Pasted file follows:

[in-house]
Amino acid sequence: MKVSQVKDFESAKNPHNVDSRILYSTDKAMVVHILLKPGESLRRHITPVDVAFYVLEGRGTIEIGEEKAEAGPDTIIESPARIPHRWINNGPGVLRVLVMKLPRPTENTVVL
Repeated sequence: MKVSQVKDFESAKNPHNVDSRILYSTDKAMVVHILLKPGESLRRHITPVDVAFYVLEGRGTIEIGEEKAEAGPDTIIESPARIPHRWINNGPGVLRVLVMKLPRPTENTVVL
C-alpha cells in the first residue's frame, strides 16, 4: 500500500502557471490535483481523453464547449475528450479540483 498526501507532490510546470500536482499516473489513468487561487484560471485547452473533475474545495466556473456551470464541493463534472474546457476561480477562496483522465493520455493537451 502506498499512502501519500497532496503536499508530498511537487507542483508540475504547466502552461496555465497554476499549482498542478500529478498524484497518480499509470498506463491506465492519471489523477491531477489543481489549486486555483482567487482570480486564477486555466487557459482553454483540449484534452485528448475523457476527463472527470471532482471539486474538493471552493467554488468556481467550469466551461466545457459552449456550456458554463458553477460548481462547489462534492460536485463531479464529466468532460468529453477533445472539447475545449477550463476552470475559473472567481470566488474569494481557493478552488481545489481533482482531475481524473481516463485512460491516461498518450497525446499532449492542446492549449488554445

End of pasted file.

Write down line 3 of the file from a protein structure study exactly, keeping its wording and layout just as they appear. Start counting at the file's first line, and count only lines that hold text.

Repeated sequence: MKVSQVKDFESAKNPHNVDSRILYSTDKAMVVHILLKPGESLRRHITPVDVAFYVLEGRGTIEIGEEKAEAGPDTIIESPARIPHRWINNGPGVLRVLVMKLPRPTENTVVL